Tuesday, November 22, 2011

Immanuel's Veins

Vampires are one of the latest fads in books and movies, both as antagonists and protagonists. Creatures in one moment beautiful, worldly, and sophisticated, and in the next, blood-thristy, brutal, and deadly. If you are looking for a good vampire story, then perhaps you might consider Ted Dekker's Immanuel's Veins. This story takes place in 18th century Moldavia, just a stones throw over the Carpathian Mountains from Transylvania. The Russian empress Catherine the Great has sent Toma Nicolescu, one of her most trusted warriors, to protect a family of local nobility, Kesia Cantemir and her two beautiful daughters Natasha and Lucine. Catherine views the two unwed daughters as valuable political cards. If appropriate royal suitors can be found for this Russian-controlled land, then alliances can be forged and her empire strengthened.

Natasha has embraced her mother's passions for life, food, wine, and a different bed every night. Lucine is much more careful where she lays her affections. Yet, she and Toma develop an undeniable spark almost instantly. Toma's defense of the Cantemir's, and especially Lucine, from a strangely dark and aggressive group of Russians from a neighboring castle, seems to go beyond duty. Yet Natasha is intrigued by these people and is pulled under their spell and control. She becomes drunk with their passion, spirits, and ways. Lucine too becomes confused and ensnared in this web, and follows Natasha to the Russian castle and is seduced by the patriarch Vlad Van Valerik. She gets pulled in before she fully understands the great peril that she has placed herself in. The heart embraces what it should flee.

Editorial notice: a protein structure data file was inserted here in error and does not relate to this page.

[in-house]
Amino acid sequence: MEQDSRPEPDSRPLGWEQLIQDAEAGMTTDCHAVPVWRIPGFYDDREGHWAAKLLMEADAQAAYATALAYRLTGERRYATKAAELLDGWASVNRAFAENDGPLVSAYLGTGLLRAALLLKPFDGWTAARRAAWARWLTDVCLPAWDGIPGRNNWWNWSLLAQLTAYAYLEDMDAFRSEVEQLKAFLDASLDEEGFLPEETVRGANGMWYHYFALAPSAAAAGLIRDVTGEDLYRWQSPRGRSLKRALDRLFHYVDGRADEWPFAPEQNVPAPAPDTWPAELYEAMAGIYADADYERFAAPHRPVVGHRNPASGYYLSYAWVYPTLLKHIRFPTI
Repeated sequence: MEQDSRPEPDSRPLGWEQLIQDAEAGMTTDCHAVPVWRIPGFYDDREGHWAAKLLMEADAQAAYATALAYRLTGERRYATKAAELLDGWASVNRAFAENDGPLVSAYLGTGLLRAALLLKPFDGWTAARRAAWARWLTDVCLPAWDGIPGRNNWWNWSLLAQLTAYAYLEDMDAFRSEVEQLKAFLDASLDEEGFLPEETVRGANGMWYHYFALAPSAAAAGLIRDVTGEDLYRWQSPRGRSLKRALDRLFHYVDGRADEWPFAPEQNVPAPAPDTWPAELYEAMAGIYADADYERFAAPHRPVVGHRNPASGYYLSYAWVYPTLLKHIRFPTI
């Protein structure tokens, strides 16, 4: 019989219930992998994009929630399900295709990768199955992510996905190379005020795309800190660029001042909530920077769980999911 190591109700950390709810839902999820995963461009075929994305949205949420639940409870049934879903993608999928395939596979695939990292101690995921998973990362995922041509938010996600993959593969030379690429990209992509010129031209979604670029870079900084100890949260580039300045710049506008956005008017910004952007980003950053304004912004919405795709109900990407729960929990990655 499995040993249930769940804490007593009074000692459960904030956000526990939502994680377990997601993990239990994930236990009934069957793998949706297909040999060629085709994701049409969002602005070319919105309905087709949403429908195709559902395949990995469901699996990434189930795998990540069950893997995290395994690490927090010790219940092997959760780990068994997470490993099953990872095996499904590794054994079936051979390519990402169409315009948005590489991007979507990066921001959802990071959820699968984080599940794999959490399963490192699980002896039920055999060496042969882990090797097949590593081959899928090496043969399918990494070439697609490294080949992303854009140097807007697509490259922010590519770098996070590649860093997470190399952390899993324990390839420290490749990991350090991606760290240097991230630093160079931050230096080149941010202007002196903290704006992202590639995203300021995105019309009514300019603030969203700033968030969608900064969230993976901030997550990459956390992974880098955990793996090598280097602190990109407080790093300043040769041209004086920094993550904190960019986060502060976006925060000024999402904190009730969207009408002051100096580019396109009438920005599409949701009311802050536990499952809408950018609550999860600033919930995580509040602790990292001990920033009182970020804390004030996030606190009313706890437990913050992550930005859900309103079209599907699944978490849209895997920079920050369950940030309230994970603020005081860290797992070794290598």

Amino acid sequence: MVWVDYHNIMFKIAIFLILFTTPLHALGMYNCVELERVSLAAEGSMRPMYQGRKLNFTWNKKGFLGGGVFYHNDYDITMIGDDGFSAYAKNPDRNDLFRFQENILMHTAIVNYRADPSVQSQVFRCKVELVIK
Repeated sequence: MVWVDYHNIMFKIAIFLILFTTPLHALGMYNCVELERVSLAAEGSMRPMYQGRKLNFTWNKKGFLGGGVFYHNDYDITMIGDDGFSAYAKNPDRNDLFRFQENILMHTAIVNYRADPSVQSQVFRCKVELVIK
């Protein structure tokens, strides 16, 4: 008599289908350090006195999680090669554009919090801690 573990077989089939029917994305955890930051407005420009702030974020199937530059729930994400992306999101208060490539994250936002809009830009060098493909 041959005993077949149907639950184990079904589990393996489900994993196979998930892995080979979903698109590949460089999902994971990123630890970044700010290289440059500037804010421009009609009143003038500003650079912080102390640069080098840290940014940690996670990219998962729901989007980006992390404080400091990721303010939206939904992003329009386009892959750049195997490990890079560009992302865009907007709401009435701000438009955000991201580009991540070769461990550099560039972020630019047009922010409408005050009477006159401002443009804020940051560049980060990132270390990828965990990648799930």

When Toma finds out the truth of who these Russians are from an otherworldly friar, he sets out to rescue his beloved Lucine and face-off against the half-breed Vlad and his coven. Yet while his skills as a warrior are well-honed in conventional combat, he faces this showdown armed with nothing more than a handful of wooden stakes, a book, a crucifix, and an overwhelming sense of uncertainty. Dekker takes his time laying out each part of the narrative and painting the mood. His love scenes are powerfully written and really help you understand the vampire lure and the power in their blood. A very nice effort and a thoroughly enjoyable tale.